Source Pravda.Ru

Medicare spending on hospice care rises 70% to $4.31 billion from 2005

Medicare spending on hospice care rises 70% to $4.31 billion from 2005. 45100.jpegMedicare costs for hospice care have increased more than in any other health care sector as for-profit companies continue to gain a larger share of the end-of-life medical market, government records show.

From 2005 through 2009, Medicare spending on hospice care rose 70% to $4.31 billion, according to Medicare records.

A recent report by the inspector general for Health and Human Services, which oversees Medicare, found for-profit hospices were paid 29% more per beneficiary than non-profit hospices. Medicare pays for 84% of all hospice patients, says USA Today.

Hospice care is provided at the end of a person's life and focuses on providing comfort, not a cure. Medicare covers certain hospice care costs provided a person has a terminal illness, six months or less to live and receives care in an approved facility.

The rise in spending is largely due to a big increase in the number of people who use hospice services. In 2009, more than 1 million people received hospice care, a 25 percent increase over 2005. People can receive this type of care at home, in a long-term care facility, in hospitals or in facilities that specialize in hospice care.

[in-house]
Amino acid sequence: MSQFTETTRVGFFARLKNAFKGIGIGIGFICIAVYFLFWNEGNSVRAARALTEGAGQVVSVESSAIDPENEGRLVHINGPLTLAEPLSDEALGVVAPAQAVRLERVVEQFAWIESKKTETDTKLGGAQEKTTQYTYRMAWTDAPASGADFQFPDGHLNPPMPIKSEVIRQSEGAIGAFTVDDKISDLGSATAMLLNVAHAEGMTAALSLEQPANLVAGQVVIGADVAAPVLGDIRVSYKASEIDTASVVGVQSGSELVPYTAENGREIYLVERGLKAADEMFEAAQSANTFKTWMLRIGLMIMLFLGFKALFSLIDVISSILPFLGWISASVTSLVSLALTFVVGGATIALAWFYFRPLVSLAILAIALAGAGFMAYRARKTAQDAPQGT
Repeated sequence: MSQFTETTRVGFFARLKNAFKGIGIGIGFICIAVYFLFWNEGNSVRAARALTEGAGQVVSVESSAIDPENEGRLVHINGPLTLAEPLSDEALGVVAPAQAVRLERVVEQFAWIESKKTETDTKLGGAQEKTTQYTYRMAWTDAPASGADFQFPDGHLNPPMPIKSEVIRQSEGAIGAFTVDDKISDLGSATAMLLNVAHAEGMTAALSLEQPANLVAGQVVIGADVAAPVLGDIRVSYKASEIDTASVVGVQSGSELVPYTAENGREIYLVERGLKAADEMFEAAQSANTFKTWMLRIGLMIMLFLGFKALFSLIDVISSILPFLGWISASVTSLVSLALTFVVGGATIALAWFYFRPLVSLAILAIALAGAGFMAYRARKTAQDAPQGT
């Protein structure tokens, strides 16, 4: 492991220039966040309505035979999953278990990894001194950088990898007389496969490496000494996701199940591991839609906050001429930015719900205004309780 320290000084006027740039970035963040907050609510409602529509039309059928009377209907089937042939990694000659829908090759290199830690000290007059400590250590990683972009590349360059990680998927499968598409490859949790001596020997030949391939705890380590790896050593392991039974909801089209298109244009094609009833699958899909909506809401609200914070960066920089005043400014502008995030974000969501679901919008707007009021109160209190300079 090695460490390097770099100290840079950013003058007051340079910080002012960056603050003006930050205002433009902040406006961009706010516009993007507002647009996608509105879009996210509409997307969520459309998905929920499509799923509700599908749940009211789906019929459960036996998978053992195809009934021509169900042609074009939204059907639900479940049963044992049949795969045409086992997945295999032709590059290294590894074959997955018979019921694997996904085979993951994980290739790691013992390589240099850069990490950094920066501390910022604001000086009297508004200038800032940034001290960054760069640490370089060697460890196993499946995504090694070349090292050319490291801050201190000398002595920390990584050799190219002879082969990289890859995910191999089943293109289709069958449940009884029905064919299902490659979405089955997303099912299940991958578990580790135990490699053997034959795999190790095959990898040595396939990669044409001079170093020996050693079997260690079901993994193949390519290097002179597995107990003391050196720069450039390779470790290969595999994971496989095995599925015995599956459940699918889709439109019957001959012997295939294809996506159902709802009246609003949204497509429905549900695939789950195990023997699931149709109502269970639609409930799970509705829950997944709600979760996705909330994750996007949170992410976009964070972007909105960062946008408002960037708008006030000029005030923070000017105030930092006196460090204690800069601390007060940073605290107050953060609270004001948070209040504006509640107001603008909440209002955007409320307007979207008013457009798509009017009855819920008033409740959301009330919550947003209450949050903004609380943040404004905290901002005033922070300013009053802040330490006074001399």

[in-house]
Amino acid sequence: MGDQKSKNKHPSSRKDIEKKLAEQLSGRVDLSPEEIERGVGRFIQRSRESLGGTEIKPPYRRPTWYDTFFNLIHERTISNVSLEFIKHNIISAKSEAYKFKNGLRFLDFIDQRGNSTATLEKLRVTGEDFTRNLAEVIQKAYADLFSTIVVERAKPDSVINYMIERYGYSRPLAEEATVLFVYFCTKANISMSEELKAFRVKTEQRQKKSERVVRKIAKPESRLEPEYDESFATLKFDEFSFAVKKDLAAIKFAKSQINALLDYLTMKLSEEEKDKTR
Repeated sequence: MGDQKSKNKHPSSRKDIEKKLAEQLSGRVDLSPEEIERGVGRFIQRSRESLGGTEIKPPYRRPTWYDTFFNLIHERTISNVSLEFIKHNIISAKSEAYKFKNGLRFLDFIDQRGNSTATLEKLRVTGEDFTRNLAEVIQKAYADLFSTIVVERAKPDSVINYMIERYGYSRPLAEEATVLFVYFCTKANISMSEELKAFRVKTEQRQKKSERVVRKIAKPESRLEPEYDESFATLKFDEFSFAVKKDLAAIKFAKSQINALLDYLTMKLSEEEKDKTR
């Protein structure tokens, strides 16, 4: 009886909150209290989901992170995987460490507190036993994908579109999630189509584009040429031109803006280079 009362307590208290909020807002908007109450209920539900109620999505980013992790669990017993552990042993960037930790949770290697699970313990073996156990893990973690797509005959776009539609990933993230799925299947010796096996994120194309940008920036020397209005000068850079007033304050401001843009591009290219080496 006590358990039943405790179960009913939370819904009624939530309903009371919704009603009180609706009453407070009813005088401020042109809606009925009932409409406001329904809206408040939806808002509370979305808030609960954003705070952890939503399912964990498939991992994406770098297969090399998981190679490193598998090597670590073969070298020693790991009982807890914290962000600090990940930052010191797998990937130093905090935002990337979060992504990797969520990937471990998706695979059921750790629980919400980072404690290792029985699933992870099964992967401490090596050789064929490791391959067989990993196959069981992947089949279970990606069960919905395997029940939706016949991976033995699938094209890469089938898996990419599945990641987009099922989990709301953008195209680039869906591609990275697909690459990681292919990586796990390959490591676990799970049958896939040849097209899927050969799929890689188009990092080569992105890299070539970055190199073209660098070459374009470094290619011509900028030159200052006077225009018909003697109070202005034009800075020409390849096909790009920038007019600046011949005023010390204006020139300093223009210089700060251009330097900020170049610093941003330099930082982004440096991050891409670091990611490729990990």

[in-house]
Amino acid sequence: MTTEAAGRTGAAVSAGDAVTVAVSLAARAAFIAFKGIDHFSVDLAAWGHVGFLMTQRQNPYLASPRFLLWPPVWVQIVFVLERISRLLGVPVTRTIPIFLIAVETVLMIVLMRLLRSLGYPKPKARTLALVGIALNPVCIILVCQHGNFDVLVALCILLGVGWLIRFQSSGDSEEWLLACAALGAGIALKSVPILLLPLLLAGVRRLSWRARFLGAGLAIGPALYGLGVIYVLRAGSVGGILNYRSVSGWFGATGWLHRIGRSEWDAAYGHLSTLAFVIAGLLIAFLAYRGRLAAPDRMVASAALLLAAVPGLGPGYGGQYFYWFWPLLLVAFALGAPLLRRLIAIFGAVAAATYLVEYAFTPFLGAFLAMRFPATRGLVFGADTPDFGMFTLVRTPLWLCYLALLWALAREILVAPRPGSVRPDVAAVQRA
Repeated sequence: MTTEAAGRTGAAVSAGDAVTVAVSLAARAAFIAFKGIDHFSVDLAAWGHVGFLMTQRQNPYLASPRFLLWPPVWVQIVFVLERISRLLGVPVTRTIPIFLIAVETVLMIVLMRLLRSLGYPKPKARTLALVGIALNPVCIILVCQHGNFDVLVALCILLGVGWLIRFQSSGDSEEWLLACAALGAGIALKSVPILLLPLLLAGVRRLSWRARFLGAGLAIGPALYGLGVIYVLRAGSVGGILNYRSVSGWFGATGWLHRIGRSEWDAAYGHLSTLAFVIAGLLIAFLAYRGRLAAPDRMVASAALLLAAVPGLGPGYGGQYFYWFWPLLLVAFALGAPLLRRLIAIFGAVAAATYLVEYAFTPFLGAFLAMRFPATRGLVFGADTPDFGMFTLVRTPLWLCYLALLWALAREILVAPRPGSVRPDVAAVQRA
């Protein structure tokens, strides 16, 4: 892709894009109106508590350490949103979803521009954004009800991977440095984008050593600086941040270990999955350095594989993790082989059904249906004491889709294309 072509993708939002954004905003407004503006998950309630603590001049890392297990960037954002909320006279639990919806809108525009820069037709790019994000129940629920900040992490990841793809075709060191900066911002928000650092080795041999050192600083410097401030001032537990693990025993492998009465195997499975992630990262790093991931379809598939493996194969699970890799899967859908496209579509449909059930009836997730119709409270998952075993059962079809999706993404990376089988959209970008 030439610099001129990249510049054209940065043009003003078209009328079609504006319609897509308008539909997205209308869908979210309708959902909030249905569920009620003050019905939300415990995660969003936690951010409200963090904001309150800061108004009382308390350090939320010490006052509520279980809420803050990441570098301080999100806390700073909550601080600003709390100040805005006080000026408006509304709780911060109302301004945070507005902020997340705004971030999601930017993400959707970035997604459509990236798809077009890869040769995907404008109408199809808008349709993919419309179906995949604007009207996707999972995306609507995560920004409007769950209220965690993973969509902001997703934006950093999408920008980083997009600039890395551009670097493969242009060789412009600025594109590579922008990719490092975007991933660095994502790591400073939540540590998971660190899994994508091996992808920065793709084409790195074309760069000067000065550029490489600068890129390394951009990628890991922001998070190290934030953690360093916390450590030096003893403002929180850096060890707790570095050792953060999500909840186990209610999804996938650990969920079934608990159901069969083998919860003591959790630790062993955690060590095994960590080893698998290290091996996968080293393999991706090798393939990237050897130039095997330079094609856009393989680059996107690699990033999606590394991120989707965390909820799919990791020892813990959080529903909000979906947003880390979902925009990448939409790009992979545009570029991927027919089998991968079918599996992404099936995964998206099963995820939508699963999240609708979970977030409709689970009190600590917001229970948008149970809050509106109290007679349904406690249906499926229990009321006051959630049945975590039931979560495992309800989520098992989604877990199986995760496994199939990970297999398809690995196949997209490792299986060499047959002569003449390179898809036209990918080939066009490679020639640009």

In addition to a boom in the number of people who receive it, the number of facilities that provide end-of-life care services also increased, according to ABC News.

Well, the Office of the Actuary in the Centers for Medicare and Medicaid Services recently put out its annual projections of national health care spending. And, contrary to the President, the actuaries find that Obamacare will dramatically increase the near-term growth rate of health care costs. In 2014, the actuaries find that growth in the net cost of health insurance will increase by nearly 14 percent, compared to 3.5% if PPACA had never passed. The growth rate of private insurance premiums will rise to 9.4 percent, from 5.0 percent under prior law: an 88% increase, informs Forbes.

 

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